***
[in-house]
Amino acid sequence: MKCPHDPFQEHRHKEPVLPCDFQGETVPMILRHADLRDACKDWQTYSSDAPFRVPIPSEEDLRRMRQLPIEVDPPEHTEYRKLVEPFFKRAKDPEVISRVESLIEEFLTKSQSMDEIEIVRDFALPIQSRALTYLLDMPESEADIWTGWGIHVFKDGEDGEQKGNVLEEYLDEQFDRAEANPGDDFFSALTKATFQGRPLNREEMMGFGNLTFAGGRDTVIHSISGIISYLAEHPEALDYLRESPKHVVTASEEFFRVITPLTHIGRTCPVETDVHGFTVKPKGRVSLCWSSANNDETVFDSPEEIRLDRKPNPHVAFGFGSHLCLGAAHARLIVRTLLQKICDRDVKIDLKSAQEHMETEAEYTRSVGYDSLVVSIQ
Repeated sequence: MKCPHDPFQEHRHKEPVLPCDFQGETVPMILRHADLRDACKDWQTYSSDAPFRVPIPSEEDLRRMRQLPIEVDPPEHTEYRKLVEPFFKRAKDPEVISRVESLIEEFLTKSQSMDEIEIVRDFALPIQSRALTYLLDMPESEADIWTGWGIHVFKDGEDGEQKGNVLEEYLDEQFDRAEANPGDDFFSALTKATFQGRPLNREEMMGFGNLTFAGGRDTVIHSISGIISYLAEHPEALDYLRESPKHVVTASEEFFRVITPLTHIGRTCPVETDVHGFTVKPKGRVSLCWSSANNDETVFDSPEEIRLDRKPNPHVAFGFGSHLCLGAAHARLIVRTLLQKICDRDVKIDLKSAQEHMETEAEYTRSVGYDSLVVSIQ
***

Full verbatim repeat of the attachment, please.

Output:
[in-house]
Amino acid sequence: MKCPHDPFQEHRHKEPVLPCDFQGETVPMILRHADLRDACKDWQTYSSDAPFRVPIPSEEDLRRMRQLPIEVDPPEHTEYRKLVEPFFKRAKDPEVISRVESLIEEFLTKSQSMDEIEIVRDFALPIQSRALTYLLDMPESEADIWTGWGIHVFKDGEDGEQKGNVLEEYLDEQFDRAEANPGDDFFSALTKATFQGRPLNREEMMGFGNLTFAGGRDTVIHSISGIISYLAEHPEALDYLRESPKHVVTASEEFFRVITPLTHIGRTCPVETDVHGFTVKPKGRVSLCWSSANNDETVFDSPEEIRLDRKPNPHVAFGFGSHLCLGAAHARLIVRTLLQKICDRDVKIDLKSAQEHMETEAEYTRSVGYDSLVVSIQ
Repeated sequence: MKCPHDPFQEHRHKEPVLPCDFQGETVPMILRHADLRDACKDWQTYSSDAPFRVPIPSEEDLRRMRQLPIEVDPPEHTEYRKLVEPFFKRAKDPEVISRVESLIEEFLTKSQSMDEIEIVRDFALPIQSRALTYLLDMPESEADIWTGWGIHVFKDGEDGEQKGNVLEEYLDEQFDRAEANPGDDFFSALTKATFQGRPLNREEMMGFGNLTFAGGRDTVIHSISGIISYLAEHPEALDYLRESPKHVVTASEEFFRVITPLTHIGRTCPVETDVHGFTVKPKGRVSLCWSSANNDETVFDSPEEIRLDRKPNPHVAFGFGSHLCLGAAHARLIVRTLLQKICDRDVKIDLKSAQEHMETEAEYTRSVGYDSLVVSIQ